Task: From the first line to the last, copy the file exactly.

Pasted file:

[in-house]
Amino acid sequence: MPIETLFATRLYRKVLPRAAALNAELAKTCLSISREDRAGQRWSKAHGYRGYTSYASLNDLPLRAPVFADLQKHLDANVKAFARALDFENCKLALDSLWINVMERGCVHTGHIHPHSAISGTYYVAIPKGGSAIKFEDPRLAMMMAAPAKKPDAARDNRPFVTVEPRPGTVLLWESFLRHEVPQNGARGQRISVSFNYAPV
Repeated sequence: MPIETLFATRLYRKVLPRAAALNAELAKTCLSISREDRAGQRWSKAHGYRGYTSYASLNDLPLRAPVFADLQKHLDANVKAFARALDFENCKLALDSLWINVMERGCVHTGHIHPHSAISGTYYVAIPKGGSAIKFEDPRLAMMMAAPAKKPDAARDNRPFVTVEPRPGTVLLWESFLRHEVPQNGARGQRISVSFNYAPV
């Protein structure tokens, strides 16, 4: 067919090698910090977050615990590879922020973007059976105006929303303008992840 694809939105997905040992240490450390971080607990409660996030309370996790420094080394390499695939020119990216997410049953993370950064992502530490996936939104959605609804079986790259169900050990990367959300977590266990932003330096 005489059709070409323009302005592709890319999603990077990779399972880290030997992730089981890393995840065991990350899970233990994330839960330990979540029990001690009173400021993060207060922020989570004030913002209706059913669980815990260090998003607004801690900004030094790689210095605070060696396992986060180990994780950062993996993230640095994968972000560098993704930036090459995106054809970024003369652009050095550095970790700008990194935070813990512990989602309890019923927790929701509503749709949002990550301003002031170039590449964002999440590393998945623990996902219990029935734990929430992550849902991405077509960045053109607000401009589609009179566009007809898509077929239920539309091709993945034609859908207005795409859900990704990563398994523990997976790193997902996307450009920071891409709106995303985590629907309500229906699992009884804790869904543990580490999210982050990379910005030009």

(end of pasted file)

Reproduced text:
[in-house]
Amino acid sequence: MPIETLFATRLYRKVLPRAAALNAELAKTCLSISREDRAGQRWSKAHGYRGYTSYASLNDLPLRAPVFADLQKHLDANVKAFARALDFENCKLALDSLWINVMERGCVHTGHIHPHSAISGTYYVAIPKGGSAIKFEDPRLAMMMAAPAKKPDAARDNRPFVTVEPRPGTVLLWESFLRHEVPQNGARGQRISVSFNYAPV
Repeated sequence: MPIETLFATRLYRKVLPRAAALNAELAKTCLSISREDRAGQRWSKAHGYRGYTSYASLNDLPLRAPVFADLQKHLDANVKAFARALDFENCKLALDSLWINVMERGCVHTGHIHPHSAISGTYYVAIPKGGSAIKFEDPRLAMMMAAPAKKPDAARDNRPFVTVEPRPGTVLLWESFLRHEVPQNGARGQRISVSFNYAPV
């Protein structure tokens, strides 16, 4: 067919090698910090977050615990590879922020973007059976105006929303303008992840 694809939105997905040992240490450390971080607990409660996030309370996790420094080394390499695939020119990216997410049953993370950064992502530490996936939104959605609804079986790259169900050990990367959300977590266990932003330096 005489059709070409323009302005592709890319999603990077990779399972880290030997992730089981890393995840065991990350899970233990994330839960330990979540029990001690009173400021993060207060922020989570004030913002209706059913669980815990260090998003607004801690900004030094790689210095605070060696396992986060180990994780950062993996993230640095994968972000560098993704930036090459995106054809970024003369652009050095550095970790700008990194935070813990512990989602309890019923927790929701509503749709949002990550301003002031170039590449964002999440590393998945623990996902219990029935734990929430992550849902991405077509960045053109607000401009589609009179566009007809898509077929239920539309091709993945034609859908207005795409859900990704990563398994523990997976790193997902996307450009920071891409709106995303985590629907309500229906699992009884804790869904543990580490999210982050990379910005030009």